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OBITUARY: ROBERT FORD (1923-2013)

OBITUARY: ROBERT FORD (1923-2013)

By Tenzin Zega (UK)

The only Inji to serve as an employee of an independent Tibetan government, we Tibetans owe an immense sense of gratitude to Robert Ford (or “Phodo” as he was called in Tibet) who died on Friday morning, the 20th of September, at the age of 90.

He was of course the famous radio operator in Chamdo responsible for connecting the town to the capital, Lhasa. But Ford was much more than that. Ford loved the Tibetan people and wanted to help the country with his skills. He forged strong friendships with progressive Tibetan minds like Jigme Taring and Dzasa Tsarong to usher Tibet into 20th century. The Tibetan Government wanted him to set up a radio network throughout Tibet.

Indeed, had his advice been heeded about installing a forward radio post closer to the border at Riwoche, it is possible that Chamdo would not have fallen so quickly. One only wishes it was the more open Lhalu, rather than Ngaboe who had to face the invading Chinese as Governor General of Kham, because Lhalu and Ford had a more open working relationship. Ngaboe, on the other hand, according to Ford, was distant and formal. As a Tibetan, one can only feel ashamed by the way Ford was abandoned by Ngaboe at Chamdo to the advancing Chinese army.

Sir Robert Ford with His Holiness the Dalai Lama

Sir Robert Ford with His Holiness the Dalai Lama (Photo: ICT)

A grammar school boy brought up in Burton-on-Trent in England, Ford worked as a radio technician during World War II and in 1945 joined the British Mission in Lhasa as a radio operator, having his first audience with a 11 year old Kundun. Thanks to India gaining independence, Ford returned to Tibet in 1947 to be employed by the Tibetan Government.

Like the other injis in Tibet at the same time, such as Heinrich Harrer and Peter Aufschnaiter, Ford was lured by the ‘mystique and adventure’ of Tibet – although he did introduce the tango to Lhasa! These injis – although from very different backgrounds – were united in their love for the land and the people and had a common desire to modernise Tibet whilst retaining her unique culture. Indeed, while receiving the Light of Truth Award from the Dalai Lama in April 2013, Ford said that his time in Tibet had been “the happiest years” of his life.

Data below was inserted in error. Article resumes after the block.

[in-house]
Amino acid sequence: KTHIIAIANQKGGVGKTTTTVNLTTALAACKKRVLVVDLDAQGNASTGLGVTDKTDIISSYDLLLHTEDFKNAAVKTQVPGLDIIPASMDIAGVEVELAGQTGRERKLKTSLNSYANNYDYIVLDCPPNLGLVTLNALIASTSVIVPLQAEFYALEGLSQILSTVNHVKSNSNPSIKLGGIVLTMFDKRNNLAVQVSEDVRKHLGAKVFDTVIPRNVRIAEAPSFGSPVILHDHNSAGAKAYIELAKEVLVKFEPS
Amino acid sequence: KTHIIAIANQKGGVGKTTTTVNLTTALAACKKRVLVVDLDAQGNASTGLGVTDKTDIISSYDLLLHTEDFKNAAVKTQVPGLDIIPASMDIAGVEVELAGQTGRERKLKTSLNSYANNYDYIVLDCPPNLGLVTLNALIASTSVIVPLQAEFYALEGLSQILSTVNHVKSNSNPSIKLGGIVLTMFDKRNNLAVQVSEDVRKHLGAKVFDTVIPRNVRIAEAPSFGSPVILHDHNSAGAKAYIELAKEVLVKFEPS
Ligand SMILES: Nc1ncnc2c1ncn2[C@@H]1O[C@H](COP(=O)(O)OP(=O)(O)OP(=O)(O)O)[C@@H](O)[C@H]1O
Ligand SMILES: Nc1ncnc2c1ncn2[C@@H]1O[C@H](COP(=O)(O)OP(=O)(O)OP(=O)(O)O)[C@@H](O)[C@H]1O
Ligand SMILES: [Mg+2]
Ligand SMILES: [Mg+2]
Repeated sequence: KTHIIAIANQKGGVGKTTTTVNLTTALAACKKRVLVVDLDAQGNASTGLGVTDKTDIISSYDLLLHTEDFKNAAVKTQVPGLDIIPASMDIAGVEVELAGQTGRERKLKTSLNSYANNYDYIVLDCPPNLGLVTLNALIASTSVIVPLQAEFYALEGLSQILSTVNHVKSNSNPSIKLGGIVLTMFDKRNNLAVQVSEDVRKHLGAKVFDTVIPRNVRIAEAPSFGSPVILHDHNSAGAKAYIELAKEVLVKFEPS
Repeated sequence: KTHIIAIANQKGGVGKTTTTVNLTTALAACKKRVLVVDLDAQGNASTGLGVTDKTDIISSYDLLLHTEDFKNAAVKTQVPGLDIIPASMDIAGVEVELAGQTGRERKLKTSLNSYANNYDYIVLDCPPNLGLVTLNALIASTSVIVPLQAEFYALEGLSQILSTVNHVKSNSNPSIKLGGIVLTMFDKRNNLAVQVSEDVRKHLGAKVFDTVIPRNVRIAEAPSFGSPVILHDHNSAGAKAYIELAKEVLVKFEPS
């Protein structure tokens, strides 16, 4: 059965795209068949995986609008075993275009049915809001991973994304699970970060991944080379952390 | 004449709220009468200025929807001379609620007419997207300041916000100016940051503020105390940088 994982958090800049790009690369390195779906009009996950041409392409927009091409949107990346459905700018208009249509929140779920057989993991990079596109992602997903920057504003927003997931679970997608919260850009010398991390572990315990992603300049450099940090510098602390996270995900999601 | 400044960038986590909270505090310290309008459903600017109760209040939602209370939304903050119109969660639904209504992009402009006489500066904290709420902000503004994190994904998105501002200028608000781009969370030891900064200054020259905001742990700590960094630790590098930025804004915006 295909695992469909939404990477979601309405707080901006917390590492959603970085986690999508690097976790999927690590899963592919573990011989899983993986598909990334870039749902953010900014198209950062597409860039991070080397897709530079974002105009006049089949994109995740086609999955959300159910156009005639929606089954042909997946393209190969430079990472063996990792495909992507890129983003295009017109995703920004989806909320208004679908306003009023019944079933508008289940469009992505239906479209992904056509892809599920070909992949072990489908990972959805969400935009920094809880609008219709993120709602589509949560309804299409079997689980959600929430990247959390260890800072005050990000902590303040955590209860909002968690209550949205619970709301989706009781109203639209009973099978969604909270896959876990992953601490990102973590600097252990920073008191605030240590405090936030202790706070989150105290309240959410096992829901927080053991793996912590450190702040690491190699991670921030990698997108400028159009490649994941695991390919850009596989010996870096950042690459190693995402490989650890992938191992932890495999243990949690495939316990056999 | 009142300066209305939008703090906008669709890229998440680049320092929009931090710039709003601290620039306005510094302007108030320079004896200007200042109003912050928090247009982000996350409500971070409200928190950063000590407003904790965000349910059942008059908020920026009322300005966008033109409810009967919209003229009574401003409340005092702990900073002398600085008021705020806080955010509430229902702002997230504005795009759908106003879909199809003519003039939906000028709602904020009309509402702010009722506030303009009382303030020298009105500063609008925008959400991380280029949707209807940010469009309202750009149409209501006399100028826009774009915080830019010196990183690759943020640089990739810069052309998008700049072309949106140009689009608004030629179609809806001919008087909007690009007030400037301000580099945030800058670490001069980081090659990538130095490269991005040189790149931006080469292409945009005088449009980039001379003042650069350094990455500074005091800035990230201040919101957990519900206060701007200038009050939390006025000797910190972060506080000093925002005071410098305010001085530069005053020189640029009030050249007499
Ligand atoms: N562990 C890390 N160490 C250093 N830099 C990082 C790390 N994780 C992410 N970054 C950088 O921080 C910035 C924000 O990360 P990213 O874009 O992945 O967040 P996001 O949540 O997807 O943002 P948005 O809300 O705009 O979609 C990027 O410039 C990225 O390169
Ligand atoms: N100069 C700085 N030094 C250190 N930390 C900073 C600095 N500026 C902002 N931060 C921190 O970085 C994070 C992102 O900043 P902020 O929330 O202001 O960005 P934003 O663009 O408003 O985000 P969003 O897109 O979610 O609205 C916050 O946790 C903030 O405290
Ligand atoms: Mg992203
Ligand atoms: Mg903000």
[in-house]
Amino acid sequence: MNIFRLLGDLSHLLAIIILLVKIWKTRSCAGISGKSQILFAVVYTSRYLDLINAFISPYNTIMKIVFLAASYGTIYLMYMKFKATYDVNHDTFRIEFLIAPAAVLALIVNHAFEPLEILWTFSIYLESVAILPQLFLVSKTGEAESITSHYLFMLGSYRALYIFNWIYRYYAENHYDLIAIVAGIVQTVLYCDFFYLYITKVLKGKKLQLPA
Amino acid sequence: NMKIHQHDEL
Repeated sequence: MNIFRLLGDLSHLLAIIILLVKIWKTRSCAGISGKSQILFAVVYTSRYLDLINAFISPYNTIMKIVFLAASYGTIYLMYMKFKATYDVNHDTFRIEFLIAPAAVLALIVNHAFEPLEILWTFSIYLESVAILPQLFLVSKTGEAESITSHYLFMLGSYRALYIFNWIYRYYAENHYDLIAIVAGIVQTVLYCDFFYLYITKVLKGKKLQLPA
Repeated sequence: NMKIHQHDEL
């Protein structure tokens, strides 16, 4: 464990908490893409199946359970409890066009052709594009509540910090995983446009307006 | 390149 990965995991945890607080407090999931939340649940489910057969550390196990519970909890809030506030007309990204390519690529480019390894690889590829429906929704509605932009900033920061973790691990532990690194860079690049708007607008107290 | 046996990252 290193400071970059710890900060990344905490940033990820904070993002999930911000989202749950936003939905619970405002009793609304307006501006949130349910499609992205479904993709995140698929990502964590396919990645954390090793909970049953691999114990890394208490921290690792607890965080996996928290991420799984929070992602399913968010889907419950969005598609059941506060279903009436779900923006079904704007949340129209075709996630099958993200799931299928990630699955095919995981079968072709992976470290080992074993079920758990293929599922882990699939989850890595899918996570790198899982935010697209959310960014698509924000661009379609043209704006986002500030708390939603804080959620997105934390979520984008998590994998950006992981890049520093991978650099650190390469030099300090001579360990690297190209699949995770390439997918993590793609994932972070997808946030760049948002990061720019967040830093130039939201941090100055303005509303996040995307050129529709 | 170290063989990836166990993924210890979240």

Newspapers at the time described him as “the loneliest Briton in the world”. Of course, Ford disputed that, saying he was having the “adventure” of his life – until, of course, China’s invasion. Unlike other Injis who socialised with the upper echelons of Tibetan society (mainly in the capital), Ford’s posting in Chamdo meant that he mingled with ordinary Tibetans and could keenly observe their customs and manners.

He was a true friend of Tibet who stood shoulder to shoulder with the Tibetan people in their hour of need. Although Ford was offered the chance to leave for England before the 1950 Chinese invasion, he stayed – out of loyalty to Tibet – a decision which subsequently cost him nearly five years in jail in China. He suffered repeated interrogation and thought reform, living in constant fear of death, until his release and expulsion in 1955. He had been accused of being a spy for the British and causing the death of a pro-Chinese Tibetan Lama. His imprisonment would have perhaps been reduced had he revealed his ‘suspicions’ about the real perpetrator but Ford – true to his character – endured the suffering rather than betray a Tibetan. Unsurprisingly, he has taken the secret to his grave.

He wrote about this experience in “Captured in Tibet” published in 1957 (and republished in the USA in 1990).

After the Tibet phase of his life, Ford served as a diplomat in various posts around the world ending his career as Consul–General in Geneva, Switzerland before retiring in 1983. In 1982 he had been awarded a CBE (Commander of the Order of the British Empire). During his retirement he resumed his active campaign for Tibetan freedom: Ford was visibly moved when the Tibetan community in the UK celebrated his 90th birthday earlier in the year at Tibet House (London) in honour of all the work he had done for Tibet.

He is survived by his two sons Martin and Giles.

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